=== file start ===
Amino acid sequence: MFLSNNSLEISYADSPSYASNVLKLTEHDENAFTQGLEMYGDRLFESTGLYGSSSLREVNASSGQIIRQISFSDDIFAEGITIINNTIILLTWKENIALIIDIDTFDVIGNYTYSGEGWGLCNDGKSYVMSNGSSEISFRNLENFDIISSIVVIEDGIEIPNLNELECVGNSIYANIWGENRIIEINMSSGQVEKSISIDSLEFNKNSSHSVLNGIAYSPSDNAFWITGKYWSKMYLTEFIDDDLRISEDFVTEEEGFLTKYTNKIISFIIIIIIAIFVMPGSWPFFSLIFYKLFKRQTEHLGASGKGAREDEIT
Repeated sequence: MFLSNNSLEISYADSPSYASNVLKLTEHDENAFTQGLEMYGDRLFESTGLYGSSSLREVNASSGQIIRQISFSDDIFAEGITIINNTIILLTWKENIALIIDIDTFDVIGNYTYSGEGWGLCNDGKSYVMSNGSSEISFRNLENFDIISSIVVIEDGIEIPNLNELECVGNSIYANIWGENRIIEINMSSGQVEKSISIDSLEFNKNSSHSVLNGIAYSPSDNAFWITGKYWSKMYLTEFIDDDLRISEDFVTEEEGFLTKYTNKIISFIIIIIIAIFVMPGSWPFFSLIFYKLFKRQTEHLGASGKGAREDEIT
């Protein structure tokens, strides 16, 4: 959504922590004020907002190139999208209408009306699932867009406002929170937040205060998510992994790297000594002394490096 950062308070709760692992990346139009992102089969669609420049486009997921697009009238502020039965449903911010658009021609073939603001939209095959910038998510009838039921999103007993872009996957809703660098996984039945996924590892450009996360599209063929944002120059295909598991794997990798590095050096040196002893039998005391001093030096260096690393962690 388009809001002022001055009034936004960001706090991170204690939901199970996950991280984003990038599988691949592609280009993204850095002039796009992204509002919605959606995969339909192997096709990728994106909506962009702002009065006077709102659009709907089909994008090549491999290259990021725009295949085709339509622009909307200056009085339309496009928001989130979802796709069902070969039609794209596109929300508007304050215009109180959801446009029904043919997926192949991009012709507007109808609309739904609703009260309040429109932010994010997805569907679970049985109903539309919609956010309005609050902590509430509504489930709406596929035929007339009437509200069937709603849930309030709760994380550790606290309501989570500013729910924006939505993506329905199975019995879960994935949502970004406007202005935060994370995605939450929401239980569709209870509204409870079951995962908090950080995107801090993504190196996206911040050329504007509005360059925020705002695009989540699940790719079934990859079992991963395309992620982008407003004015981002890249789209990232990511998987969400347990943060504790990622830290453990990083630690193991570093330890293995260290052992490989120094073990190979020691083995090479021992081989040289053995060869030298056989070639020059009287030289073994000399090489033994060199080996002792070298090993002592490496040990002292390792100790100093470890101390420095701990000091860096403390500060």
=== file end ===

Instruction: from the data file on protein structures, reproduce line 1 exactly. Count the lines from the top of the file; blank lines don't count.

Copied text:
Amino acid sequence: MFLSNNSLEISYADSPSYASNVLKLTEHDENAFTQGLEMYGDRLFESTGLYGSSSLREVNASSGQIIRQISFSDDIFAEGITIINNTIILLTWKENIALIIDIDTFDVIGNYTYSGEGWGLCNDGKSYVMSNGSSEISFRNLENFDIISSIVVIEDGIEIPNLNELECVGNSIYANIWGENRIIEINMSSGQVEKSISIDSLEFNKNSSHSVLNGIAYSPSDNAFWITGKYWSKMYLTEFIDDDLRISEDFVTEEEGFLTKYTNKIISFIIIIIIAIFVMPGSWPFFSLIFYKLFKRQTEHLGASGKGAREDEIT